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  • Writer's pictureCat Meholic

WinH Leadership Highlight: Kate Galer

Updated: Mar 23, 2023

For Women's History Month I wanted to highlight some of the women that make Women in Hort (WinH) a success. These are the unpaid heroes that dedicate their free time to creating programming, connecting us with colleagues, and being a resource for anyone that reaches out.

Kate Galer (KG) has been the Program Director for WinH for about five years. I first met Kate at a WinH volunteer event at Stoneleigh. I was impressed with her enthusiasm, ease with which she engaged with her peers, and especially loved how quick she was to laugh and make everyone around her smile. After a few months of seeing Kate at events, I asked if she would be interested in a board position. Thankfully, she accepted and has planned almost every event since! I hope Kate's spirited energy comes through in its full force in this Q&A!

Thank you, Kate for your many years of work for Women in Hort! Many connections have happened because of your work.

WinH: What is your current profession?

KG: I am currently transitioning between jobs! For many years I worked with children with autism and emotional support needs, in private practice and public school. In January of 2022, I stayed in education, but left public school to become an Outdoor Nature Preschool Teacher at the Schuylkill Center for Environmental Education. My classroom was outdoors during the school year from September - June. While I loved being outside all the time and teaching and learning with my class and co-teacher, I decided to leave the Schuylkill Center and am embarking on a slightly new career path.

I start this week (March 6th) at Carousel Connections as an Employment Coach and Community Mentor for adults with disabilities. I have had a relationship as a volunteer with Carousel Connections and it is a great organization with an excellent model. I am looking forward to putting some of my horticultural and environmental knowledge and connections to use in my new position.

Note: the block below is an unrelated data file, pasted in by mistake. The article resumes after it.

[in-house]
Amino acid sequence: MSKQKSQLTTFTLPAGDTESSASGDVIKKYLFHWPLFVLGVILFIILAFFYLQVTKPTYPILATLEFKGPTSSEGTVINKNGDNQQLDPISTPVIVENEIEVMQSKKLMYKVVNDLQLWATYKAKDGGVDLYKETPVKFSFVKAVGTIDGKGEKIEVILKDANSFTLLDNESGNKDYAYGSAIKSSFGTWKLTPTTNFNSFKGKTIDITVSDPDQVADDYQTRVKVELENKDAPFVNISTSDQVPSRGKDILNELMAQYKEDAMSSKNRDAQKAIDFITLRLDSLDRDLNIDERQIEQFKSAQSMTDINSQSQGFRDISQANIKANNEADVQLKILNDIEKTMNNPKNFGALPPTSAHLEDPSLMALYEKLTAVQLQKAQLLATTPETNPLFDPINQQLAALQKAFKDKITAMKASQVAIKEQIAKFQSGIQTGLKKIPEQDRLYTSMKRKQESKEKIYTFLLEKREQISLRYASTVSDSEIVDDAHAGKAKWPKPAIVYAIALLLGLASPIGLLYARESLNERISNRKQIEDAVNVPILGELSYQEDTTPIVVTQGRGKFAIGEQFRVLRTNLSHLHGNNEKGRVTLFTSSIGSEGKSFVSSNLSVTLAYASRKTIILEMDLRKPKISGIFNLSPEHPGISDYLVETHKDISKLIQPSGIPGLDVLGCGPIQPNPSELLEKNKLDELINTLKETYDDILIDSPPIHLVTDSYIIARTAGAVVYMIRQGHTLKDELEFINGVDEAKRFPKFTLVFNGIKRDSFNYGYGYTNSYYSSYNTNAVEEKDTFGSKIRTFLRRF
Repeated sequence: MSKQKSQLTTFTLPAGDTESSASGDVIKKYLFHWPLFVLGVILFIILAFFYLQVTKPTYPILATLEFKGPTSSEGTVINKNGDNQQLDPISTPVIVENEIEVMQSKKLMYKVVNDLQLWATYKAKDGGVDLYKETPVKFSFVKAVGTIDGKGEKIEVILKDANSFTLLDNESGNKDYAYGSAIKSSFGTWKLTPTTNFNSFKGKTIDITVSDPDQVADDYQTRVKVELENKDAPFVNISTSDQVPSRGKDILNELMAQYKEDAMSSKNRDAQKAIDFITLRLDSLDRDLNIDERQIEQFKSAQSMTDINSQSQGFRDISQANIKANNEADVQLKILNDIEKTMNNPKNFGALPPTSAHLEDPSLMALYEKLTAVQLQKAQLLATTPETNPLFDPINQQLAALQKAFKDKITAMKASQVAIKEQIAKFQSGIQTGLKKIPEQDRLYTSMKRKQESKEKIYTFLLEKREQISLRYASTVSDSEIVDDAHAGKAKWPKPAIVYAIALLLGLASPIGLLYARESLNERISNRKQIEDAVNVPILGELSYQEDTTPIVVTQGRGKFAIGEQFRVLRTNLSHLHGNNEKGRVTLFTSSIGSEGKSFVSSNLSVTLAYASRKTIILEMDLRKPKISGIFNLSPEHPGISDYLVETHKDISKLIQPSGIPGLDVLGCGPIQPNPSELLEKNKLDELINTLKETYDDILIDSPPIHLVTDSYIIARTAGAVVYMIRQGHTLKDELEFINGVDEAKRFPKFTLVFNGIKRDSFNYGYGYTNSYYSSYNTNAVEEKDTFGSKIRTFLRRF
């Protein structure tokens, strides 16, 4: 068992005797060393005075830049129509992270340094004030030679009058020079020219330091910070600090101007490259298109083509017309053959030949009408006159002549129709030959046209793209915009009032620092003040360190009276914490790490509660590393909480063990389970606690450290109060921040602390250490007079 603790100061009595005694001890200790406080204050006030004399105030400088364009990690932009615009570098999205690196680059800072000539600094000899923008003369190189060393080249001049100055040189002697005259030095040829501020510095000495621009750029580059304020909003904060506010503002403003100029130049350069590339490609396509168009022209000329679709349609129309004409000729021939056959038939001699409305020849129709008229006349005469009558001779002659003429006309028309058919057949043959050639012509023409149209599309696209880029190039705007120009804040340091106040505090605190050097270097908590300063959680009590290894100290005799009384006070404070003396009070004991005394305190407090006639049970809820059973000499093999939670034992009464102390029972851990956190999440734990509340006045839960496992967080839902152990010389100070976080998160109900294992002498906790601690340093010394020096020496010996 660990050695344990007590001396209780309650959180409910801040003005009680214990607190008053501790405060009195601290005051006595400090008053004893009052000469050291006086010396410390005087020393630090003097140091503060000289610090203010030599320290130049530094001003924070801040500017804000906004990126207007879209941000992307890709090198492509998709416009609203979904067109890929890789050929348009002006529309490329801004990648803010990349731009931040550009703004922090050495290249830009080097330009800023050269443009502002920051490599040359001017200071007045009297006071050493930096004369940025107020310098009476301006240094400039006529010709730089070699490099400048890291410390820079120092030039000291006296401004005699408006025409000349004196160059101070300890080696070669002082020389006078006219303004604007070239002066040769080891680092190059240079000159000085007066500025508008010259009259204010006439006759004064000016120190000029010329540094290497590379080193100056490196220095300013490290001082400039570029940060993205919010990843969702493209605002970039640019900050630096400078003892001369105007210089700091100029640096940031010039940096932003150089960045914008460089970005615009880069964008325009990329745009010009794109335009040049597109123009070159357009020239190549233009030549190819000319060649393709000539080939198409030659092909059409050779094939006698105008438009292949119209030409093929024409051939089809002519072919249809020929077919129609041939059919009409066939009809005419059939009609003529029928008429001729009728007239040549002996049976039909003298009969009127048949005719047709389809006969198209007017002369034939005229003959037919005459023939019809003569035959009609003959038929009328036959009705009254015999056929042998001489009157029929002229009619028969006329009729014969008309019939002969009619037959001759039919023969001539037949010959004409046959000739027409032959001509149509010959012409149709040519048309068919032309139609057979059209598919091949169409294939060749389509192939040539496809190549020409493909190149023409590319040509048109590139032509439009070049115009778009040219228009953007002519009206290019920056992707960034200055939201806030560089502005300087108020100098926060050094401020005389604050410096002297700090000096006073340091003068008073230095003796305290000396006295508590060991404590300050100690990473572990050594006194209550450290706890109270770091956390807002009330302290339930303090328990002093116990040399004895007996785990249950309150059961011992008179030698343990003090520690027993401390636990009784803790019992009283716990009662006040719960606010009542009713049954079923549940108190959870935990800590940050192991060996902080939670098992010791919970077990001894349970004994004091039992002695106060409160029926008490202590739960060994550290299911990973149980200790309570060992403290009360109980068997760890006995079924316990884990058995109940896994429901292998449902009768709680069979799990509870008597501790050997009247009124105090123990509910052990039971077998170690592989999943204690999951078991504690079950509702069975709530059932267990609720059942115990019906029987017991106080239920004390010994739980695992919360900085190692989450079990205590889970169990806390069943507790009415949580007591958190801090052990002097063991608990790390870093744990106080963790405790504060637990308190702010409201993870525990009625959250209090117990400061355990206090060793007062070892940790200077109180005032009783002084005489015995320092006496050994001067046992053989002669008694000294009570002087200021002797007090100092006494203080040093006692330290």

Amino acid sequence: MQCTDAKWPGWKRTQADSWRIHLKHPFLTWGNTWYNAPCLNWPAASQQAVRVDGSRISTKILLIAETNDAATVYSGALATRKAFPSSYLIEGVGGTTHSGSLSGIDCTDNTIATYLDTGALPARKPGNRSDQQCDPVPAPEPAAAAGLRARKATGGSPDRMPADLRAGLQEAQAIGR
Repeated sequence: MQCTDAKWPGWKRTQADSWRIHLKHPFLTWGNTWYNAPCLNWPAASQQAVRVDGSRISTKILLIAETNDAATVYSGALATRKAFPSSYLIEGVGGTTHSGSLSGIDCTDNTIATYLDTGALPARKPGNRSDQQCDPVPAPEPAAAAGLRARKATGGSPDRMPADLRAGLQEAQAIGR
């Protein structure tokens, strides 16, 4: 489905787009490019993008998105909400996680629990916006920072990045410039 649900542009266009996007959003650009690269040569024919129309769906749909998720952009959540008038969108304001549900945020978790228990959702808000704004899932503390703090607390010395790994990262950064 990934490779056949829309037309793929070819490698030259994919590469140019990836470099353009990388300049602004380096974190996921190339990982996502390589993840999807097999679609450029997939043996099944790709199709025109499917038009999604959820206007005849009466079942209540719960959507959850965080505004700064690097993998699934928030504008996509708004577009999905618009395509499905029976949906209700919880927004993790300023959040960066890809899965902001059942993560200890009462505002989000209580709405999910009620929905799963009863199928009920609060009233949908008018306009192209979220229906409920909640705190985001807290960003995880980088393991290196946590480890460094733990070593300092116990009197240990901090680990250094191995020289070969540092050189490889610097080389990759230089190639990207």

Kate selected this inspiring excerpt from Margaret Renkl's "Late Migrations"

WinH: When did you start volunteering with WinH and what drew you to it?

KG: I think I started volunteering with WinH in 2018. My first volunteer event where I met you, Cat, and many other women in horticulture, was at Stoneleigh in Villanova, shortly after it opened to the public. We planted trees and did some good, hard work and I learned a few things from the other women that were there. It was a no judgement zone if I didn't know something. Everyone worked together, that's when I knew I wanted to be more involved as a volunteer.

WinH: Your professional training is in education how does that help as Program Director for WinH?

KG: For many years, I was a volunteer with The Friends of Linwood Park in Ardmore and coordinated events at the park and with neighborhood partners. There are many ways my background in education helped me in that role and my role with Women in Hort. As an educator, your job is to teach and never assume that a person has the knowledge that you have. When running events, especially with volunteers, I use that skill to make sure everyone is on the same page. It helps to be able to break tasks down in steps and scaffold depending on the individual and group.

As an educator, I use ALL my senses ALL the time it seems! To be aware of what is going on at an event is important. Planning is also an important skill that educators use and is important as a program coordinator. In general, educators interact with people of different ages and abilities, including families, colleagues, and a wide range of children. We interface, hopefully fluently, with many people throughout the day and week. I would also say that my time as an educator in public school, outdoor school, and with The Friends of Linwood Park has taught me to always plan for a variety of weather!! Be adaptable and flexible with plans.